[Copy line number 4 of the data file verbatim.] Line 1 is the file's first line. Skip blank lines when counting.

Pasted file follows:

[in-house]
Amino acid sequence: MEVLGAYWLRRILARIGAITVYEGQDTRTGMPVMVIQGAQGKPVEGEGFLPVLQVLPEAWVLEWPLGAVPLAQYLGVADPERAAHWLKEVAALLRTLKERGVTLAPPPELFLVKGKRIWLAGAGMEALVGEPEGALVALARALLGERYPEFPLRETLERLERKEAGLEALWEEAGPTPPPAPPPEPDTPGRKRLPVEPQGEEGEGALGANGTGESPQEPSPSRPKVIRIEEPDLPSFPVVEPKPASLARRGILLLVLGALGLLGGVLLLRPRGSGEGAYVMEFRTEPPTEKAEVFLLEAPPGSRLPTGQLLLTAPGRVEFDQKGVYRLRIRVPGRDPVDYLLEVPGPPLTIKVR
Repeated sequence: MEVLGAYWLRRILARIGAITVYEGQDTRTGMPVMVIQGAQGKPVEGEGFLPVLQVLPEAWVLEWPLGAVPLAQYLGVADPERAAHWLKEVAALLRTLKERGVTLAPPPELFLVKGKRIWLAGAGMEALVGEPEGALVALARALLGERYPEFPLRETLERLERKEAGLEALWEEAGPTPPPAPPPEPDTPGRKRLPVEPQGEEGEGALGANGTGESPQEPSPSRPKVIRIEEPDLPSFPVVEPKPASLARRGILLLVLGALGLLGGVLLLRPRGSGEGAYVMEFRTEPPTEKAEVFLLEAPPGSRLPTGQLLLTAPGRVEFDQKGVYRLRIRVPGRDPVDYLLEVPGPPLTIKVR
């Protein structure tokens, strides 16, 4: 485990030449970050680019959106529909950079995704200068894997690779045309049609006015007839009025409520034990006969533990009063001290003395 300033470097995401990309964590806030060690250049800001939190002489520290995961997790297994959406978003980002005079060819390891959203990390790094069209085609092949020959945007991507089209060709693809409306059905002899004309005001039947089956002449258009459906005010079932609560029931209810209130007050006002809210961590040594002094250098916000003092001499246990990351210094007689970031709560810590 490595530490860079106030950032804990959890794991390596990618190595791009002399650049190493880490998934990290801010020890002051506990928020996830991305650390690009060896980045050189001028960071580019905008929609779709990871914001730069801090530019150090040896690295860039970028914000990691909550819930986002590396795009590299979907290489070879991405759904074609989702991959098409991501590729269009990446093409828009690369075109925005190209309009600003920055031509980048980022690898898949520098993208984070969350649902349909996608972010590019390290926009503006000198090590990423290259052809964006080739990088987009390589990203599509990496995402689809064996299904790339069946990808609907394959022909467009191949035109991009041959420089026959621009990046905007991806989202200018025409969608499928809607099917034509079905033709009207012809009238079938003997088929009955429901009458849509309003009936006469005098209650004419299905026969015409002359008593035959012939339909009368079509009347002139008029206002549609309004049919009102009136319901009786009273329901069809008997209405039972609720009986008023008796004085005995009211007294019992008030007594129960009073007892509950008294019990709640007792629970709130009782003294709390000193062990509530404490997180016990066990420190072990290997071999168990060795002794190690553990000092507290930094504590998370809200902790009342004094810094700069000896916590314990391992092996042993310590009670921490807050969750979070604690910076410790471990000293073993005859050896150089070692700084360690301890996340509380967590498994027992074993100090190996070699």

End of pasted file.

């Protein structure tokens, strides 16, 4: 485990030449970050680019959106529909950079995704200068894997690779045309049609006015007839009025409520034990006969533990009063001290003395 300033470097995401990309964590806030060690250049800001939190002489520290995961997790297994959406978003980002005079060819390891959203990390790094069209085609092949020959945007991507089209060709693809409306059905002899004309005001039947089956002449258009459906005010079932609560029931209810209130007050006002809210961590040594002094250098916000003092001499246990990351210094007689970031709560810590 490595530490860079106030950032804990959890794991390596990618190595791009002399650049190493880490998934990290801010020890002051506990928020996830991305650390690009060896980045050189001028960071580019905008929609779709990871914001730069801090530019150090040896690295860039970028914000990691909550819930986002590396795009590299979907290489070879991405759904074609989702991959098409991501590729269009990446093409828009690369075109925005190209309009600003920055031509980048980022690898898949520098993208984070969350649902349909996608972010590019390290926009503006000198090590990423290259052809964006080739990088987009390589990203599509990496995402689809064996299904790339069946990808609907394959022909467009191949035109991009041959420089026959621009990046905007991806989202200018025409969608499928809607099917034509079905033709009207012809009238079938003997088929009955429901009458849509309003009936006469005098209650004419299905026969015409002359008593035959012939339909009368079509009347002139008029206002549609309004049919009102009136319901009786009273329901069809008997209405039972609720009986008023008796004085005995009211007294019992008030007594129960009073007892509950008294019990709640007792629970709130009782003294709390000193062990509530404490997180016990066990420190072990290997071999168990060795002794190690553990000092507290930094504590998370809200902790009342004094810094700069000896916590314990391992092996042993310590009670921490807050969750979070604690910076410790471990000293073993005859050896150089070692700084360690301890996340509380967590498994027992074993100090190996070699």